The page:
Chinese owner no problem [$]
The Federal Treasurer says the government would support a move by Shandong Ruyi to buy the Liddell power plant.

Coalition MPs in push to nationalise Liddell coal-fired power station
A group of Coalition MPs are so intent on propping up AGL’s ailing Liddell power station they are calling on the Turnbull government to forcibly acquire the coal-fired power plant.

Thought bubble or big vision? Berejiklian’s plans for Sydney’s future
Jacob Saulwick
Within a few decades, Sydney’s public transport routes will be dramatically different. That’s if you believe the government graphics.

ACT Government’s bicycle commuting target was ambitious but commendable
Canberra Times editorial
While cyclists, academics and the ACT Government may be disappointed in the relatively slow rate at which cyclist numbers are increasing across Canberra, they can take solace in the fact definite and measurable growth has occurred.

Top marine scientists defend attack on Great Barrier Reef research
Researchers from Australia’s leading marine science agency respond to criticism by two academics that doubts much of their work

Major setback for Adani export deadline [$]
Adani coal mine has been hit with another major setback after the controversial Indian company confirmed it has scrapped its target for shipping the first coal from its Carmichael mine, according to reports.

Adani sticking to its 2020 vision [$]
As reports persist that its export timetable has been pushed back, controversial Indian miner Adani insists it is still on target.

Climate science deniers and conservative media have a new hero
Graham Readfearn
Climate science deniers and conservative media have found a new “free speech” hero — an academic who is suing his own university and thinks the multiple human threats to the Great Barrier Reef are overblown.

South Australia
Port River tragedy as two more dolphins found dead [$]
Of the seven dolphin calves born in the Port River so far this breeding season, only three have survived. The others are suspected of being hit and killed by boats — and conservationists are demanding swift action.

Council branches out into online mapping to save trees [$]
An Adelaide council has mapped more than 37,000 trees across its area on a publicly accessible website which it says is the first of its type in South Australia.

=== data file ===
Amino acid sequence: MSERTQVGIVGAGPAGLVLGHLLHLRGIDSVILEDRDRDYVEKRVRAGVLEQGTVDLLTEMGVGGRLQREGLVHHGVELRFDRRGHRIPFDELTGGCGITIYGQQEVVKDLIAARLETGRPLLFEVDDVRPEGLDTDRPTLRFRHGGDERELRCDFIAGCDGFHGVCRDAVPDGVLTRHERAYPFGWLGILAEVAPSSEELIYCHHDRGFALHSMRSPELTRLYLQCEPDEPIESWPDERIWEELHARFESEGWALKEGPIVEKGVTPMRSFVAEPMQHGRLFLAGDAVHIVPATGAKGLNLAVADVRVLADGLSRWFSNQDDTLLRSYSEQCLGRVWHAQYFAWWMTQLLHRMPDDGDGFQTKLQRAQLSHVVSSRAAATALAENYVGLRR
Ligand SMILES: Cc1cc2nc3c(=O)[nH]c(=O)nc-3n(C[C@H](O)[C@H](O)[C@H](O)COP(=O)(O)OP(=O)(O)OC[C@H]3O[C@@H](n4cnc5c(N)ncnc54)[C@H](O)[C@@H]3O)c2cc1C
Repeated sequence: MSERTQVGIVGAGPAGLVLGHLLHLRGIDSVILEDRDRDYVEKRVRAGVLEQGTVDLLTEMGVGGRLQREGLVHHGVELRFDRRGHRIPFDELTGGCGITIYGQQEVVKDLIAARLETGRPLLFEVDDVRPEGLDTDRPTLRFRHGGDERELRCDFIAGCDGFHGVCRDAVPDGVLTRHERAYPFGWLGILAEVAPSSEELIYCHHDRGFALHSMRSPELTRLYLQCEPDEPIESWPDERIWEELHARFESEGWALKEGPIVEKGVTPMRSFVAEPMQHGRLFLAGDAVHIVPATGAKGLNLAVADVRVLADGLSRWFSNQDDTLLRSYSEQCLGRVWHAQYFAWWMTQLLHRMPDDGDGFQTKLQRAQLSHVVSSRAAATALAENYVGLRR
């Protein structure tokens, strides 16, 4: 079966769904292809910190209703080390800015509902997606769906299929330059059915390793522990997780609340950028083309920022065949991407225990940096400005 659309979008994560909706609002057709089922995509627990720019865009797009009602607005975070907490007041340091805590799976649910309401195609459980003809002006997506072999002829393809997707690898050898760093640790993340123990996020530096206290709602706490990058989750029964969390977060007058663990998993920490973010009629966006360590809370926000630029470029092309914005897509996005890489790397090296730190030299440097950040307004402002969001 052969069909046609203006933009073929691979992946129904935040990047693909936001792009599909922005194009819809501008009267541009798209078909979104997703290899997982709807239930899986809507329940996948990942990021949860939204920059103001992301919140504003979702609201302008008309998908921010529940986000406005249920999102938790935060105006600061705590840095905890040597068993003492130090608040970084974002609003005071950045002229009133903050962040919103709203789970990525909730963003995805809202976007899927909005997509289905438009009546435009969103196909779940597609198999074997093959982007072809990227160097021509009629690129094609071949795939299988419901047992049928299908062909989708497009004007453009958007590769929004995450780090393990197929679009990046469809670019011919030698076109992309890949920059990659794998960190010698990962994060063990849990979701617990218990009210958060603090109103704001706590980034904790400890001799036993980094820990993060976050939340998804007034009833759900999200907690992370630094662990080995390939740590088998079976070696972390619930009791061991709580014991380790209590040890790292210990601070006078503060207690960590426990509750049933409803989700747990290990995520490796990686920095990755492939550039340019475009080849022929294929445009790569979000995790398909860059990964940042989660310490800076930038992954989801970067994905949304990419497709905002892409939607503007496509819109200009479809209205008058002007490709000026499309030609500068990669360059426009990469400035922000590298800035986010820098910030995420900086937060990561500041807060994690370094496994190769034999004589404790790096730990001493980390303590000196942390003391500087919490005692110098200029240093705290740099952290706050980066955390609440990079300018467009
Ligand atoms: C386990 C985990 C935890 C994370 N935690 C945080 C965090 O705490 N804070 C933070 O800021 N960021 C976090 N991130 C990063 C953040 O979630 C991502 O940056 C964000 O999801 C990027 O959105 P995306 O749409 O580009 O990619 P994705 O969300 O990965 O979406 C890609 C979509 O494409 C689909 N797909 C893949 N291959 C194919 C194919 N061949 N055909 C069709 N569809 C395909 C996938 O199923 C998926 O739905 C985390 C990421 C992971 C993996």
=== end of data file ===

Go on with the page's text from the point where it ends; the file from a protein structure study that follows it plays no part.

SA pays a high price for low flows from Murray [$]
A “loophole” lets farmers take water meant for the environment out of the Murray-Darling, dudding South Australians, the chair of a Federal committee says.

Simply Energy chooses Tesla for 8MW Adelaide virtual power plant
Simply Energy chooses Tesla batteries for 8MW virtual power plant in Adelaide, now rapidly emerging as a centre for technology that adds to grid security and lowers prices for consumers. Even the Coalition is excited.

Energy answers still in the wind
Tim Lloyd
The momentum that has built up in South Australia for renewable energy is now beginning to overwhelm the political stances of various parties

Tasmanian regional forest agreement delivers $1.3bn losses in ‘giant fraud’ on taxpayers
Forestry Tasmania’s total cash losses were $454m over 20 years, with a write-down of $751m in value of forest estate

Basslink Cable being fed into Bass Strait [$]
The Basslink undersea cable between Tasmania and Victoria has gone offline for the second time in three years.

TasWater to probe water theft [$]
TasWater is looking into a possible theft from its water resources.

Northern Territory
Greenie poll says ban a vote-winner [$]
Keeping its fracking moratorium in place would likely be a vote winner for the Labor Government, a phone poll of 615 people has shown

Ramp up recycling in your apartment block
Does your building just recycle the basics? Take up the challenge and see how Jimmy Thomson’s building is showing the way.

Bottle and can deposit return scheme gets green light in England
Consumers to receive small cash sum for returning plastic, glass and metal drinks containers

Aging wind farms are repowering with longer blades, more efficient turbines
Jobs and a thriving industry are growing up around the ‘repowering’ of existing wind farms, as technology upgrades increase their renewable energy production.